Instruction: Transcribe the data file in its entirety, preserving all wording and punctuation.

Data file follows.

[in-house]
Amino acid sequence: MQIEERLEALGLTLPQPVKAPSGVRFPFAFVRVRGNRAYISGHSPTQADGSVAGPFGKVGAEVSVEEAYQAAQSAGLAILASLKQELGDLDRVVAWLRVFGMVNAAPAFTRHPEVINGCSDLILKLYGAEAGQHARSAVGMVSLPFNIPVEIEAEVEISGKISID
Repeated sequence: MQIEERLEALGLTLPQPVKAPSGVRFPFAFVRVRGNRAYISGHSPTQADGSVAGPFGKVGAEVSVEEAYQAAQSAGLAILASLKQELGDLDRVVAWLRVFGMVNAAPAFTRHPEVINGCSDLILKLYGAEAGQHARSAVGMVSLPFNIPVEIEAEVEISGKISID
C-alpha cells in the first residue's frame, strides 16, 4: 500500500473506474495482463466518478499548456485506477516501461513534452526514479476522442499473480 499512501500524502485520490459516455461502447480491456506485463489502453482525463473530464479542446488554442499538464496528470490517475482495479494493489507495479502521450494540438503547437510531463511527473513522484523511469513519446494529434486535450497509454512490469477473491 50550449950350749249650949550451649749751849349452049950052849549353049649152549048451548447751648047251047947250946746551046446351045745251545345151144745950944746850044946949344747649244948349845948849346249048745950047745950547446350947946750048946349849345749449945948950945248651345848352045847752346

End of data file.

[in-house]
Amino acid sequence: MQIEERLEALGLTLPQPVKAPSGVRFPFAFVRVRGNRAYISGHSPTQADGSVAGPFGKVGAEVSVEEAYQAAQSAGLAILASLKQELGDLDRVVAWLRVFGMVNAAPAFTRHPEVINGCSDLILKLYGAEAGQHARSAVGMVSLPFNIPVEIEAEVEISGKISID
Repeated sequence: MQIEERLEALGLTLPQPVKAPSGVRFPFAFVRVRGNRAYISGHSPTQADGSVAGPFGKVGAEVSVEEAYQAAQSAGLAILASLKQELGDLDRVVAWLRVFGMVNAAPAFTRHPEVINGCSDLILKLYGAEAGQHARSAVGMVSLPFNIPVEIEAEVEISGKISID
C-alpha cells in the first residue's frame, strides 16, 4: 500500500473506474495482463466518478499548456485506477516501461513534452526514479476522442499473480 499512501500524502485520490459516455461502447480491456506485463489502453482525463473530464479542446488554442499538464496528470490517475482495479494493489507495479502521450494540438503547437510531463511527473513522484523511469513519446494529434486535450497509454512490469477473491 50550449950350749249650949550451649749751849349452049950052849549353049649152549048451548447751648047251047947250946746551046446351045745251545345151144745950944746850044946949344747649244948349845948849346249048745950047745950547446350947946750048946349849345749449945948950945248651345848352045847752346